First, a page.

The part of the Falcon 9 that starts above the interstage till the nosecone structure (fairing) is called the second stage (see Fig 2 above). The second stage consists of two containers, a fuel container (lower portion), and a liquid oxygen container (upper portion). These tanks provide the fuel for the Merlin vacuum engine in space to put the payload into the required orbit, in this case, the IXPE satellite into the equatorial orbit.
The Falcon 9 fairing is a shell made of two halves. This fairing cover protects the payload from the aerodynamic heating load and contamination during the ascent phase of the mission.
To rescue the fallen fairing halves, SpaceX stationed its IXPE mission fairing halves recovery ship named Bob in the Atlantic Ocean.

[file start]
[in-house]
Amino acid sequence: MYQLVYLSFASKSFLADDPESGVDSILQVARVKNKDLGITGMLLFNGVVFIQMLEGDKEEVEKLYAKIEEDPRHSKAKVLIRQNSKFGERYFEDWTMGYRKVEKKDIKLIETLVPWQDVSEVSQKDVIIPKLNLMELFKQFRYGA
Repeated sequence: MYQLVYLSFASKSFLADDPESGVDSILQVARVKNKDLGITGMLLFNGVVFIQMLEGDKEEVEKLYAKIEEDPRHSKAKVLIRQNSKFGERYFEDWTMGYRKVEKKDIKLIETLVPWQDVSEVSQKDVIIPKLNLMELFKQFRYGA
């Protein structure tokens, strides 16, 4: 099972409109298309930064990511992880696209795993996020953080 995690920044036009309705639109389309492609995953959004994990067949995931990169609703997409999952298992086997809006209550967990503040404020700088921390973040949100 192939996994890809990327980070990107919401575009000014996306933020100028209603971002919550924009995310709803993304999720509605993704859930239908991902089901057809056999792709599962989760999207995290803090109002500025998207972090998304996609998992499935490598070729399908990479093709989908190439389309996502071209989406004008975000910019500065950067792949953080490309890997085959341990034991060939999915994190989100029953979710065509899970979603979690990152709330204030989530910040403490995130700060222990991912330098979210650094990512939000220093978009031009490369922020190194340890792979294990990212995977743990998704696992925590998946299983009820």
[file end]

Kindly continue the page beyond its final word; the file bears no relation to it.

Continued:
Fuel, Oxidizer, and Igniter
The Falcon 9 rocket is a bi-propellant launch vehicle. There are two propellants on board. A fuel and an oxidizer. Falcon 9 uses a refined form of kerosene which is called RP-1 (Rocket Propellant 1). When fully loaded, the first and second stage Falcon 9 combined fuel is over 1.1 million pounds of RP-1 propellant.
To burn this fuel, an oxidizer is needed. SpaceX uses super-chilled liquid oxygen (LOX) called densified LOX.
Liquid oxygen is chilled well below its boiling point which increases its density which allows for increased loading of the oxidizer onto the first and second stage LOX tanks (see Fig 2 above).
On Earth, rocket engine combustion uses oxygen from the air as its oxidizer. This oxygen makes up about 21% of the air that humans breathe. In space, there is no atmosphere to provide this oxygen or other oxygen-bearing molecules, so the rockets need their own onboard.